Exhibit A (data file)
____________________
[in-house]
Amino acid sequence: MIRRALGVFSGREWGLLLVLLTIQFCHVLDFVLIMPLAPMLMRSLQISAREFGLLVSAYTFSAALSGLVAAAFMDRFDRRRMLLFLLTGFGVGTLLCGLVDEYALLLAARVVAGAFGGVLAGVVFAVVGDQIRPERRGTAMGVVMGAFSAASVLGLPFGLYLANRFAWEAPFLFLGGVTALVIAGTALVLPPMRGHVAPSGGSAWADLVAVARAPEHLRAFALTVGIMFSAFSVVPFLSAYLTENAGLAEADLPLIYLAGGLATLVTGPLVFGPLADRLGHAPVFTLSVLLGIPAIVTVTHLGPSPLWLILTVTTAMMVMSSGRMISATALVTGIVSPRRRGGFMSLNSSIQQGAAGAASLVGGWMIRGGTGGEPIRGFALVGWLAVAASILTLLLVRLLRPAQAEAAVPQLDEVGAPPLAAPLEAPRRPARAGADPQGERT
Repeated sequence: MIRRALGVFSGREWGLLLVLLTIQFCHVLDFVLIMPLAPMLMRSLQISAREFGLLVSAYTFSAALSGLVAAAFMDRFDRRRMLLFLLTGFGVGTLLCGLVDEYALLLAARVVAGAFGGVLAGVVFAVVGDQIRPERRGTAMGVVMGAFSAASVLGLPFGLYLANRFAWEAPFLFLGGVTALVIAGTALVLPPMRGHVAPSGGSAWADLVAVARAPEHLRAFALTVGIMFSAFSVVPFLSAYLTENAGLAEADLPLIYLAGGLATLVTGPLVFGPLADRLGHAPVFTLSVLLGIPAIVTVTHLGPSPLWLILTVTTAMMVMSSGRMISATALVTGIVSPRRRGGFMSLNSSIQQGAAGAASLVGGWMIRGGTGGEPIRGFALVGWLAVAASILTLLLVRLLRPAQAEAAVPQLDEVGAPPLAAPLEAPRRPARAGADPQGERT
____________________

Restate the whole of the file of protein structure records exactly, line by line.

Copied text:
[in-house]
Amino acid sequence: MIRRALGVFSGREWGLLLVLLTIQFCHVLDFVLIMPLAPMLMRSLQISAREFGLLVSAYTFSAALSGLVAAAFMDRFDRRRMLLFLLTGFGVGTLLCGLVDEYALLLAARVVAGAFGGVLAGVVFAVVGDQIRPERRGTAMGVVMGAFSAASVLGLPFGLYLANRFAWEAPFLFLGGVTALVIAGTALVLPPMRGHVAPSGGSAWADLVAVARAPEHLRAFALTVGIMFSAFSVVPFLSAYLTENAGLAEADLPLIYLAGGLATLVTGPLVFGPLADRLGHAPVFTLSVLLGIPAIVTVTHLGPSPLWLILTVTTAMMVMSSGRMISATALVTGIVSPRRRGGFMSLNSSIQQGAAGAASLVGGWMIRGGTGGEPIRGFALVGWLAVAASILTLLLVRLLRPAQAEAAVPQLDEVGAPPLAAPLEAPRRPARAGADPQGERT
Repeated sequence: MIRRALGVFSGREWGLLLVLLTIQFCHVLDFVLIMPLAPMLMRSLQISAREFGLLVSAYTFSAALSGLVAAAFMDRFDRRRMLLFLLTGFGVGTLLCGLVDEYALLLAARVVAGAFGGVLAGVVFAVVGDQIRPERRGTAMGVVMGAFSAASVLGLPFGLYLANRFAWEAPFLFLGGVTALVIAGTALVLPPMRGHVAPSGGSAWADLVAVARAPEHLRAFALTVGIMFSAFSVVPFLSAYLTENAGLAEADLPLIYLAGGLATLVTGPLVFGPLADRLGHAPVFTLSVLLGIPAIVTVTHLGPSPLWLILTVTTAMMVMSSGRMISATALVTGIVSPRRRGGFMSLNSSIQQGAAGAASLVGGWMIRGGTGGEPIRGFALVGWLAVAASILTLLLVRLLRPAQAEAAVPQLDEVGAPPLAAPLEAPRRPARAGADPQGERT